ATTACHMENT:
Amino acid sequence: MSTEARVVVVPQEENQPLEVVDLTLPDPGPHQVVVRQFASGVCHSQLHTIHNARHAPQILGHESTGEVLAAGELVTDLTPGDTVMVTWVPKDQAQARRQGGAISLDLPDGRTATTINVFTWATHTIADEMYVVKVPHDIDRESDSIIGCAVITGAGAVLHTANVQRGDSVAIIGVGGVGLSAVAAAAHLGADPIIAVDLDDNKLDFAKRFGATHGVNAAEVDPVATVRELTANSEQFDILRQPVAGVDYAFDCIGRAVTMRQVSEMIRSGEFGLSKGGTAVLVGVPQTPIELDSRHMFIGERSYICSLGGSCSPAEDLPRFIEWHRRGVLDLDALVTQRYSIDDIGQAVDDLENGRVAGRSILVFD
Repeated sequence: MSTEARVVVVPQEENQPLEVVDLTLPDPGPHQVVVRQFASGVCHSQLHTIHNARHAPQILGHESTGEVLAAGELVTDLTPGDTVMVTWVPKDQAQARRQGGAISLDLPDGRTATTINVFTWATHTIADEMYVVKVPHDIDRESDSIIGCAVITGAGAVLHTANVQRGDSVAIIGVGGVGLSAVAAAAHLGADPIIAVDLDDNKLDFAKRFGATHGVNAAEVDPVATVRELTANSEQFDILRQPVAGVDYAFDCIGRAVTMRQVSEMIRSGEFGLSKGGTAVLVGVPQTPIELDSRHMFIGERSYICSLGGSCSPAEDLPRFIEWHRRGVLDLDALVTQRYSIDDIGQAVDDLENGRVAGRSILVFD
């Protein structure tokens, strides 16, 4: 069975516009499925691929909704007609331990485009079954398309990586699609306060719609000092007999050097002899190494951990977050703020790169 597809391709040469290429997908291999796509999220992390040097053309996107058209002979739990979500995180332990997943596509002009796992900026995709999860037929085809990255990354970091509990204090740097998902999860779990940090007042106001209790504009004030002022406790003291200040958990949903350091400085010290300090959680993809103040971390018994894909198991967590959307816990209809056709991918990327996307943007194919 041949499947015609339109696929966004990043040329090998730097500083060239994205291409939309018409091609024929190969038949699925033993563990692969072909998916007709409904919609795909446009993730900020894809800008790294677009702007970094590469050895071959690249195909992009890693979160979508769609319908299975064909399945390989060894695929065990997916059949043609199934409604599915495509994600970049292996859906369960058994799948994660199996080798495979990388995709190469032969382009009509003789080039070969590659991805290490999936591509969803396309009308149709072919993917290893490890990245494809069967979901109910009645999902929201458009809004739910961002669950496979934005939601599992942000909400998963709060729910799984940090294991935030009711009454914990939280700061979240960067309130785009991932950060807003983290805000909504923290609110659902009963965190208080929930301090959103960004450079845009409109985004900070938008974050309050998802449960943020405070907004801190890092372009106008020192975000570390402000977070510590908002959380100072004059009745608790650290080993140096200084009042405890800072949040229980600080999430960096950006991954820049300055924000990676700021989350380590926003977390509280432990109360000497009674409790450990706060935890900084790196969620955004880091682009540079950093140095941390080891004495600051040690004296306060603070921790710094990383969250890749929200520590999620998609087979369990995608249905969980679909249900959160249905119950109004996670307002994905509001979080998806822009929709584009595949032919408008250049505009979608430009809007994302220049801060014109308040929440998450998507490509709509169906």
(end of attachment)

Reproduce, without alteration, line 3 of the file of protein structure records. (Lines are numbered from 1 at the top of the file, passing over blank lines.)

């Protein structure tokens, strides 16, 4: 069975516009499925691929909704007609331990485009079954398309990586699609306060719609000092007999050097002899190494951990977050703020790169 597809391709040469290429997908291999796509999220992390040097053309996107058209002979739990979500995180332990997943596509002009796992900026995709999860037929085809990255990354970091509990204090740097998902999860779990940090007042106001209790504009004030002022406790003291200040958990949903350091400085010290300090959680993809103040971390018994894909198991967590959307816990209809056709991918990327996307943007194919 041949499947015609339109696929966004990043040329090998730097500083060239994205291409939309018409091609024929190969038949699925033993563990692969072909998916007709409904919609795909446009993730900020894809800008790294677009702007970094590469050895071959690249195909992009890693979160979508769609319908299975064909399945390989060894695929065990997916059949043609199934409604599915495509994600970049292996859906369960058994799948994660199996080798495979990388995709190469032969382009009509003789080039070969590659991805290490999936591509969803396309009308149709072919993917290893490890990245494809069967979901109910009645999902929201458009809004739910961002669950496979934005939601599992942000909400998963709060729910799984940090294991935030009711009454914990939280700061979240960067309130785009991932950060807003983290805000909504923290609110659902009963965190208080929930301090959103960004450079845009409109985004900070938008974050309050998802449960943020405070907004801190890092372009106008020192975000570390402000977070510590908002959380100072004059009745608790650290080993140096200084009042405890800072949040229980600080999430960096950006991954820049300055924000990676700021989350380590926003977390509280432990109360000497009674409790450990706060935890900084790196969620955004880091682009540079950093140095941390080891004495600051040690004296306060603070921790710094990383969250890749929200520590999620998609087979369990995608249905969980679909249900959160249905119950109004996670307002994905509001979080998806822009929709584009595949032919408008250049505009979608430009809007994302220049801060014109308040929440998450998507490509709509169906």